Caveat: An official decision of the Pope under his temporal authority (the type of Church authority that exercises prudential judgment) may still be binding on you as a Catholic. So, for example, if the Pope changes the form of the Mass, you are free to think that the changes are imprudent, but you are not free to reject the Mass on that basis. Or if the Pope changes the rules for reception of Communion, you are free to argue that the changes are imprudent, but you are not free to reject the Mass or the Pope on that basis.

3. Non-infallible Teachings

Each and every teaching of the Magisterium falls into one of two categories: infallible or non-infallible. It is a common misunderstanding to think that all teachings of the Magisterium are entirely without error.

Pope John Paul II: “With respect to the non-infallible expressions of the authentic magisterium of the Church, these should be received with religious submission of mind and will.” [3]

The non-infallible teachings are reliable and have only a limited possibility of error, but they are NOT infallible. The errors possible in non-infallible teachings never reach to the extent of leading the faithful away from the path of salvation. But non-infallible teachings are non-irreformable. They are subject to a limited possibility of correction, improvement, and change.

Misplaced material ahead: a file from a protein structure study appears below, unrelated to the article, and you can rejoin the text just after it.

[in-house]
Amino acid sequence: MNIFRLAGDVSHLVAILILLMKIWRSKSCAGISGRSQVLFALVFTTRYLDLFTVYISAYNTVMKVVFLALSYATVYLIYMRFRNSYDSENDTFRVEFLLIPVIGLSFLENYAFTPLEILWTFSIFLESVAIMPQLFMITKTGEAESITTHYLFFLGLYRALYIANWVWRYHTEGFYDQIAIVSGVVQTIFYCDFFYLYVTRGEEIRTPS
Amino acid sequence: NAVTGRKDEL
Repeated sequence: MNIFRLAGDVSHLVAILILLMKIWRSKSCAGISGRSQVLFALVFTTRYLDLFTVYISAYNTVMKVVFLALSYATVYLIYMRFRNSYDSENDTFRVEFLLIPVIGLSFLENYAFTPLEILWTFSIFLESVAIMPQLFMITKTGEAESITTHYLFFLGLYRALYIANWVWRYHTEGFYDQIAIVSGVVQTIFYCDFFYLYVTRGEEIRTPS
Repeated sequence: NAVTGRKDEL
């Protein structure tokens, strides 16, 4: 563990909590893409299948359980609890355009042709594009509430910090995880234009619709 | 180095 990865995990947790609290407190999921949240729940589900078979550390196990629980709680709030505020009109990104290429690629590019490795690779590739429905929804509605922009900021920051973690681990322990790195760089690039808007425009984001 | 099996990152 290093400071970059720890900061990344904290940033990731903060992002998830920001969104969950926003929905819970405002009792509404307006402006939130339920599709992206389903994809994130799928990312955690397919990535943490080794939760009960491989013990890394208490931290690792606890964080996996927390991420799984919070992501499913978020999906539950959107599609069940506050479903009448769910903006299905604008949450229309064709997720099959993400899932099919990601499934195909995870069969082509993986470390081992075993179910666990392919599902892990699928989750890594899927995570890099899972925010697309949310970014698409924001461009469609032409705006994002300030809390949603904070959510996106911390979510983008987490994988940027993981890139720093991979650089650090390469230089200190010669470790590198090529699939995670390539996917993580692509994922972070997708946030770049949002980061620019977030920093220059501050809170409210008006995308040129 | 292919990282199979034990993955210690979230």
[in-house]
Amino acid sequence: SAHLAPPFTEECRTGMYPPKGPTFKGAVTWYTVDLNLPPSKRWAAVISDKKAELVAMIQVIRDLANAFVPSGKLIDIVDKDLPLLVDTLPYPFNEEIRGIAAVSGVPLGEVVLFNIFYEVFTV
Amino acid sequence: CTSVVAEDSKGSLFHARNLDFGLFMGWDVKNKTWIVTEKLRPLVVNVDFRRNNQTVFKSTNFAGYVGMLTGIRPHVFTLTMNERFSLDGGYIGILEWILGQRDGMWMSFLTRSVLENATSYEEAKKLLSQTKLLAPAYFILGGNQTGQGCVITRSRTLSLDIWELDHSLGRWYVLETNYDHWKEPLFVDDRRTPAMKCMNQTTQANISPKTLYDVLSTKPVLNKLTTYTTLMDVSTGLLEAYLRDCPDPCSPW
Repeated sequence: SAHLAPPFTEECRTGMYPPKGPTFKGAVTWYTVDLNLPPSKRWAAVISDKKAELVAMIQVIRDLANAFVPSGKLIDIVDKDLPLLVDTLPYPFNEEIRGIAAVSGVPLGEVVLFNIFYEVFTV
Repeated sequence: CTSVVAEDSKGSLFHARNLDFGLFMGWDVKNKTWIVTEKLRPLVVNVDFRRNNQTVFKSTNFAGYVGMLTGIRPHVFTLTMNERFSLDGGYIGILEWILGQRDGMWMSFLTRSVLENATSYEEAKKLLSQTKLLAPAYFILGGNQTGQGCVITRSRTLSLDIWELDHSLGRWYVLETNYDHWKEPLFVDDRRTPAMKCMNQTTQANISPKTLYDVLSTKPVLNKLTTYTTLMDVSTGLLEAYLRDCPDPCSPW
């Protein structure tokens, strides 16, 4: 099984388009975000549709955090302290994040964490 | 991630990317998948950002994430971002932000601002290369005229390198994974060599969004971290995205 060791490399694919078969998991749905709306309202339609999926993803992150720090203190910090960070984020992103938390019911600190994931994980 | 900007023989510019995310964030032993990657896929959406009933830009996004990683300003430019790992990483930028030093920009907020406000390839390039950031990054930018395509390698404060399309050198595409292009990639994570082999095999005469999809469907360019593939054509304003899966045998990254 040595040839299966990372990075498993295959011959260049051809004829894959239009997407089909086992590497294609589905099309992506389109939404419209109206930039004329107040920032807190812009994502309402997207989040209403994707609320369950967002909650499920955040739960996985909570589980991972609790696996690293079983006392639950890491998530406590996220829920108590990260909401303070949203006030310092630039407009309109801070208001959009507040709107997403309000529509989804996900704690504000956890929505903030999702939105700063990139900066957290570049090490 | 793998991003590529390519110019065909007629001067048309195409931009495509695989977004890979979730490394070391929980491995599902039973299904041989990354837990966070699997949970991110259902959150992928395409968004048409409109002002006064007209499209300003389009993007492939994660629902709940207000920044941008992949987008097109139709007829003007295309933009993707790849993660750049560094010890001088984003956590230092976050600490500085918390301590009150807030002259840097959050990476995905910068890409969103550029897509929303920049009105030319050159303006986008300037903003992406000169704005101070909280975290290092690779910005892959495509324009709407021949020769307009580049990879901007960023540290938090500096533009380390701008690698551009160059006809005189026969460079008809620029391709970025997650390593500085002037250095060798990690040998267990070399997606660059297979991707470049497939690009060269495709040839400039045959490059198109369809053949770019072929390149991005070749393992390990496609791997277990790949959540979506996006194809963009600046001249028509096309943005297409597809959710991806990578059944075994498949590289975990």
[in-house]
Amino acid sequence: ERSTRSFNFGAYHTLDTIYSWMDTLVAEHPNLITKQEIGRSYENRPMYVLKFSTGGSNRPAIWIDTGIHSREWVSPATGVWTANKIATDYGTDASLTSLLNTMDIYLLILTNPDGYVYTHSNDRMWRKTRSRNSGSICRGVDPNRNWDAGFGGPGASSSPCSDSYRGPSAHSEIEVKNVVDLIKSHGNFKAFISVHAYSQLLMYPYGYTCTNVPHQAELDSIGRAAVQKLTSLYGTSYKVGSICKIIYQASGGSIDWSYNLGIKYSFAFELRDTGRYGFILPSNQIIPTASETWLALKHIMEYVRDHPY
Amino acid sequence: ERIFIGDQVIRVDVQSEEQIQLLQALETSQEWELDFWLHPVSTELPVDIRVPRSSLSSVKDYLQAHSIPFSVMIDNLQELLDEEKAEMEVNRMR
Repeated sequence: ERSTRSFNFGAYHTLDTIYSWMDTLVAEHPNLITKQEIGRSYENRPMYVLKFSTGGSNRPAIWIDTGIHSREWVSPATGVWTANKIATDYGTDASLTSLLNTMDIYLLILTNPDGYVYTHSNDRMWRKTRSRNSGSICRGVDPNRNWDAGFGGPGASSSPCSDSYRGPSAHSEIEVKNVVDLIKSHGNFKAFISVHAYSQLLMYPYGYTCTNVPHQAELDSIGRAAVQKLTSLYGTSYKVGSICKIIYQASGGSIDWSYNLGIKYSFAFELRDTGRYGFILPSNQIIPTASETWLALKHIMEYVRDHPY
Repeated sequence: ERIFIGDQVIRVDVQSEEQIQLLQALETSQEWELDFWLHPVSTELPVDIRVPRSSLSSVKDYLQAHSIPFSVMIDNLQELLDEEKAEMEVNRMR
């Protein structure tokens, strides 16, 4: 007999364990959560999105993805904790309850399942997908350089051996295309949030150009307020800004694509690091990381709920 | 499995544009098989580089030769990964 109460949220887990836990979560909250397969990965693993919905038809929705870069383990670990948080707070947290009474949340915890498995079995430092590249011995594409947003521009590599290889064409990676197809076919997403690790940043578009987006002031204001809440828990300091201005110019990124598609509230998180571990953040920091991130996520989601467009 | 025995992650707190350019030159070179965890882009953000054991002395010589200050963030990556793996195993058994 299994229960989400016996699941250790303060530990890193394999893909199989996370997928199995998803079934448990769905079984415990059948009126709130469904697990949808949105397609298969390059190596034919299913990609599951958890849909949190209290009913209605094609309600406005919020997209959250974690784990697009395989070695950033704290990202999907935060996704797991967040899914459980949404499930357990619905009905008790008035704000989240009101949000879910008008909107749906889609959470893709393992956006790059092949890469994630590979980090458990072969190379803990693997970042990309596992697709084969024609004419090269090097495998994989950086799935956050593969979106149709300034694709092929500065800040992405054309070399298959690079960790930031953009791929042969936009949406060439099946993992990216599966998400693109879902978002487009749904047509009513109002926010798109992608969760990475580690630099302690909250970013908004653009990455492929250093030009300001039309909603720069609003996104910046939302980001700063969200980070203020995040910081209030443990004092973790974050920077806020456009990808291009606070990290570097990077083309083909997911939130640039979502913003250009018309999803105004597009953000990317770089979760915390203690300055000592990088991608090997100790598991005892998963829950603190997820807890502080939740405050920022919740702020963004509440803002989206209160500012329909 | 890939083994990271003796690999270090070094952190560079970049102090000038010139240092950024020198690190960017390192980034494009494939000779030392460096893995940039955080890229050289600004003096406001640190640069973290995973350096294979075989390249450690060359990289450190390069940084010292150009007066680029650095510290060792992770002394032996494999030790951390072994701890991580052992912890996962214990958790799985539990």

“There exist in the Church a lawful freedom of inquiry and of thought and also general norms of licit dissent.” [4]

Non-infallible teachings are subject to a limited possibility of error and reform; therefore, they do not require the full assent of faith, but a lesser type of assent called the “religious submission of mind and will” [5]. What this means is that you are generally required to believe the non-infallible teachings of the Church. But there is some room for faithful dissent, called “licit theological dissent” [4]. To whatever extent a teaching might err, the faithful are free to disagree. God who is Truth never requires assent to false or erroneous ideas.

The non-infallible teachings of the Magisterium are full of truth. The number, type, and extent of the possible errors is quite limited.

An example of an error in a non-infallible teaching is found in the first edition of the Catechism of the Catholic Church, in the definition of lying, which erroneously stated that an assertion is only a lie if the person (to whom you are speaking) has a right to the truth. That claim was removed from the second edition.

Caveat: The basis for the disagreement must be Sacred Tradition, Sacred Scripture, or teachings of the Magisterium of greater authority. Most Catholics who reject a non-infallible teaching of the Magisterium have no legitimate basis for that rejection.

4. Infallible Teachings

The infallible teachings are free from all possibility of error due to the work of the Holy Spirit. The infallible teachings require your full assent with the virtue of faith; obstinate disagreement is the grave sin of heresy.